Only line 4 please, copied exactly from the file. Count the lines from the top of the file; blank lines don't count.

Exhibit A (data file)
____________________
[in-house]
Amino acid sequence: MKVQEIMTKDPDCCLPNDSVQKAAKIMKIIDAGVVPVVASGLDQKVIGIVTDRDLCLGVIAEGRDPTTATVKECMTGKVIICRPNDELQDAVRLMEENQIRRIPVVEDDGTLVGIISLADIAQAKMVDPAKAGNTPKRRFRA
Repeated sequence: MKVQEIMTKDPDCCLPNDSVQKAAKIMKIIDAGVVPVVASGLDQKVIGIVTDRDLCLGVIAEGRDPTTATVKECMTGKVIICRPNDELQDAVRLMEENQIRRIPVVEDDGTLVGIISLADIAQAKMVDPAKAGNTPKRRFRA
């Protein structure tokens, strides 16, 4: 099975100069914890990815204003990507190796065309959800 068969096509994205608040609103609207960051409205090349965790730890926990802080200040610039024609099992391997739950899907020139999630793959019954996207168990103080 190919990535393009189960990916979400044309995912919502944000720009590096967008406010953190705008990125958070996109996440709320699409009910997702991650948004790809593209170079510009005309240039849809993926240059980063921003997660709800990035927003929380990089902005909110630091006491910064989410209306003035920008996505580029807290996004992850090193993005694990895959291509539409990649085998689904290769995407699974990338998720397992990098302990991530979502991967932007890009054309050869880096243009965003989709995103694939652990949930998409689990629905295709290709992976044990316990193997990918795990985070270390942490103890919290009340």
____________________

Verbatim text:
């Protein structure tokens, strides 16, 4: 099975100069914890990815204003990507190796065309959800 068969096509994205608040609103609207960051409205090349965790730890926990802080200040610039024609099992391997739950899907020139999630793959019954996207168990103080 190919990535393009189960990916979400044309995912919502944000720009590096967008406010953190705008990125958070996109996440709320699409009910997702991650948004790809593209170079510009005309240039849809993926240059980063921003997660709800990035927003929380990089902005909110630091006491910064989410209306003035920008996505580029807290996004992850090193993005694990895959291509539409990649085998689904290769995407699974990338998720397992990098302990991530979502991967932007890009054309050869880096243009965003989709995103694939652990949930998409689990629905295709290709992976044990316990193997990918795990985070270390942490103890919290009340």